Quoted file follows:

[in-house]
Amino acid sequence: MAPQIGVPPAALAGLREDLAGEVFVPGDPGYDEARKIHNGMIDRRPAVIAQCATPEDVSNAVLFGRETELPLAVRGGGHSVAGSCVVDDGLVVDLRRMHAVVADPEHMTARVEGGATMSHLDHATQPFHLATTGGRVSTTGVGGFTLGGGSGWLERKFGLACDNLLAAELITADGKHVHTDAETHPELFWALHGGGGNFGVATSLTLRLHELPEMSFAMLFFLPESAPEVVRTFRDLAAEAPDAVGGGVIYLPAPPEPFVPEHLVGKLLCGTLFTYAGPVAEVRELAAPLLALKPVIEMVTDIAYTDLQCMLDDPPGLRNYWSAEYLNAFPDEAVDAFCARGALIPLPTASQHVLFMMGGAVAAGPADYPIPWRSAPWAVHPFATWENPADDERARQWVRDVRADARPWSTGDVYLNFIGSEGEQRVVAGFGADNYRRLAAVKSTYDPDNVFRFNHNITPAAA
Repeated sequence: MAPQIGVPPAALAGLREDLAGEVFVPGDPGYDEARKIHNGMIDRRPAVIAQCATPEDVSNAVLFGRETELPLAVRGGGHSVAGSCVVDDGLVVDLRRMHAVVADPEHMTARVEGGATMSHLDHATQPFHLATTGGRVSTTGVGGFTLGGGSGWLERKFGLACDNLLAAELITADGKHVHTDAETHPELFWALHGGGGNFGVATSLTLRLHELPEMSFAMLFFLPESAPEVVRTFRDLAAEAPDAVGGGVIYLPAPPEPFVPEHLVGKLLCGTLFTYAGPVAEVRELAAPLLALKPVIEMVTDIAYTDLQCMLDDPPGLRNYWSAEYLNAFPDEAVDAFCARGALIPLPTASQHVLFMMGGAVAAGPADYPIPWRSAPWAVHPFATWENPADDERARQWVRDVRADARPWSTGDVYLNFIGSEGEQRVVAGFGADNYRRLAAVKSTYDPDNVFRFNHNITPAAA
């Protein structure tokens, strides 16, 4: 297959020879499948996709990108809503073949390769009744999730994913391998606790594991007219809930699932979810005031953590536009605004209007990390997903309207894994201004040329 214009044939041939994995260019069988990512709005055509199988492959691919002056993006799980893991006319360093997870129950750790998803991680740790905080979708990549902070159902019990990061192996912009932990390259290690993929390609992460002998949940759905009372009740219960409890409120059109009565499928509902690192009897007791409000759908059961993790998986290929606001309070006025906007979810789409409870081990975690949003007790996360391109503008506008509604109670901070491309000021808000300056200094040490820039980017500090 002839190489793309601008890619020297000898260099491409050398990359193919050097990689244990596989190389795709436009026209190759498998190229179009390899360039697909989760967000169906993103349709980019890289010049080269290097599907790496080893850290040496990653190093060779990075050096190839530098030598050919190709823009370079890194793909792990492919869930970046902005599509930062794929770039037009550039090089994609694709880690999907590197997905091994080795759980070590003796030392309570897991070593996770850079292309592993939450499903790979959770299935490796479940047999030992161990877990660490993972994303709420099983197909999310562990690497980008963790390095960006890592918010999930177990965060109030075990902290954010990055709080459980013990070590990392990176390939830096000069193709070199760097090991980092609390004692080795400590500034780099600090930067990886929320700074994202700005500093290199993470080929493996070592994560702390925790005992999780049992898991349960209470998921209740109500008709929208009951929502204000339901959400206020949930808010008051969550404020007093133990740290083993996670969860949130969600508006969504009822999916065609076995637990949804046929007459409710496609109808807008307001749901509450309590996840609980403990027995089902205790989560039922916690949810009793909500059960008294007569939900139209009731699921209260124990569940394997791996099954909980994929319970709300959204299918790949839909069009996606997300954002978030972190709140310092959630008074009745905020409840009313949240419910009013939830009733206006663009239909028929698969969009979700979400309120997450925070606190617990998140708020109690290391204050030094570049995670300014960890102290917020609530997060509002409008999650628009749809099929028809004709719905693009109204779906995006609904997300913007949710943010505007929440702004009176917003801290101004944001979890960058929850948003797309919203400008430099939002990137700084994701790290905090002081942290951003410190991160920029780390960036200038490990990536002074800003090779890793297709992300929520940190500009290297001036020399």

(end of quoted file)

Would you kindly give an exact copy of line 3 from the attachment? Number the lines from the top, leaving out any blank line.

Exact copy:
Repeated sequence: MAPQIGVPPAALAGLREDLAGEVFVPGDPGYDEARKIHNGMIDRRPAVIAQCATPEDVSNAVLFGRETELPLAVRGGGHSVAGSCVVDDGLVVDLRRMHAVVADPEHMTARVEGGATMSHLDHATQPFHLATTGGRVSTTGVGGFTLGGGSGWLERKFGLACDNLLAAELITADGKHVHTDAETHPELFWALHGGGGNFGVATSLTLRLHELPEMSFAMLFFLPESAPEVVRTFRDLAAEAPDAVGGGVIYLPAPPEPFVPEHLVGKLLCGTLFTYAGPVAEVRELAAPLLALKPVIEMVTDIAYTDLQCMLDDPPGLRNYWSAEYLNAFPDEAVDAFCARGALIPLPTASQHVLFMMGGAVAAGPADYPIPWRSAPWAVHPFATWENPADDERARQWVRDVRADARPWSTGDVYLNFIGSEGEQRVVAGFGADNYRRLAAVKSTYDPDNVFRFNHNITPAAA